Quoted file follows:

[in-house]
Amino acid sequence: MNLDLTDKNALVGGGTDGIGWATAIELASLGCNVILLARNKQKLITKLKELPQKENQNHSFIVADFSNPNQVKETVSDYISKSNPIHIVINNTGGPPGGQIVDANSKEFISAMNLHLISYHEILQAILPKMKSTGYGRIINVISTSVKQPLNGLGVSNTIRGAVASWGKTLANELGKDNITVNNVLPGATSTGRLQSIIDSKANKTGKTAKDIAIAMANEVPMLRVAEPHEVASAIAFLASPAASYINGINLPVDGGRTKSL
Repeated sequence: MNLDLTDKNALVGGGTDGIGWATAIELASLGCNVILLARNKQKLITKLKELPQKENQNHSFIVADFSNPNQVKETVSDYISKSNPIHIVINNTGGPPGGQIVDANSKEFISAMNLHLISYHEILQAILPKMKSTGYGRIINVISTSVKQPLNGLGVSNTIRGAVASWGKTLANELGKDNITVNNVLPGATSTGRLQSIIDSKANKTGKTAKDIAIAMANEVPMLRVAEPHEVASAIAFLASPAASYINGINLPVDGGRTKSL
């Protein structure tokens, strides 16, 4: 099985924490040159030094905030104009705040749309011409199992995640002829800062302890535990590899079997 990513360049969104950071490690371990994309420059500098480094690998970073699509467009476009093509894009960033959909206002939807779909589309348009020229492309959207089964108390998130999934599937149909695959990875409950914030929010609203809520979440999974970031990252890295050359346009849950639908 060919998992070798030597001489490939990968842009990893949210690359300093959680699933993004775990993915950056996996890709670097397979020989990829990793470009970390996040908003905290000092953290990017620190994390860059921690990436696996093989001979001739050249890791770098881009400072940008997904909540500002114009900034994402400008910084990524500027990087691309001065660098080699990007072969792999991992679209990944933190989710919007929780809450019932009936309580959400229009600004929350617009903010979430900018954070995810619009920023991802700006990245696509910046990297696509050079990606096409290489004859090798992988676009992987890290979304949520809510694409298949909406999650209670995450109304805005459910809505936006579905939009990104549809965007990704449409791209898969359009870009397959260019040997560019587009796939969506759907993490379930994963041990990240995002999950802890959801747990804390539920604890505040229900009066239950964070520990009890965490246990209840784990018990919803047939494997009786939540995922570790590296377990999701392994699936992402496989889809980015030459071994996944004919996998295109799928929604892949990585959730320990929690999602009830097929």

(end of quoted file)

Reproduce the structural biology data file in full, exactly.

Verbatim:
[in-house]
Amino acid sequence: MNLDLTDKNALVGGGTDGIGWATAIELASLGCNVILLARNKQKLITKLKELPQKENQNHSFIVADFSNPNQVKETVSDYISKSNPIHIVINNTGGPPGGQIVDANSKEFISAMNLHLISYHEILQAILPKMKSTGYGRIINVISTSVKQPLNGLGVSNTIRGAVASWGKTLANELGKDNITVNNVLPGATSTGRLQSIIDSKANKTGKTAKDIAIAMANEVPMLRVAEPHEVASAIAFLASPAASYINGINLPVDGGRTKSL
Repeated sequence: MNLDLTDKNALVGGGTDGIGWATAIELASLGCNVILLARNKQKLITKLKELPQKENQNHSFIVADFSNPNQVKETVSDYISKSNPIHIVINNTGGPPGGQIVDANSKEFISAMNLHLISYHEILQAILPKMKSTGYGRIINVISTSVKQPLNGLGVSNTIRGAVASWGKTLANELGKDNITVNNVLPGATSTGRLQSIIDSKANKTGKTAKDIAIAMANEVPMLRVAEPHEVASAIAFLASPAASYINGINLPVDGGRTKSL
């Protein structure tokens, strides 16, 4: 099985924490040159030094905030104009705040749309011409199992995640002829800062302890535990590899079997 990513360049969104950071490690371990994309420059500098480094690998970073699509467009476009093509894009960033959909206002939807779909589309348009020229492309959207089964108390998130999934599937149909695959990875409950914030929010609203809520979440999974970031990252890295050359346009849950639908 060919998992070798030597001489490939990968842009990893949210690359300093959680699933993004775990993915950056996996890709670097397979020989990829990793470009970390996040908003905290000092953290990017620190994390860059921690990436696996093989001979001739050249890791770098881009400072940008997904909540500002114009900034994402400008910084990524500027990087691309001065660098080699990007072969792999991992679209990944933190989710919007929780809450019932009936309580959400229009600004929350617009903010979430900018954070995810619009920023991802700006990245696509910046990297696509050079990606096409290489004859090798992988676009992987890290979304949520809510694409298949909406999650209670995450109304805005459910809505936006579905939009990104549809965007990704449409791209898969359009870009397959260019040997560019587009796939969506759907993490379930994963041990990240995002999950802890959801747990804390539920604890505040229900009066239950964070520990009890965490246990209840784990018990919803047939494997009786939540995922570790590296377990999701392994699936992402496989889809980015030459071994996944004919996998295109799928929604892949990585959730320990929690999602009830097929």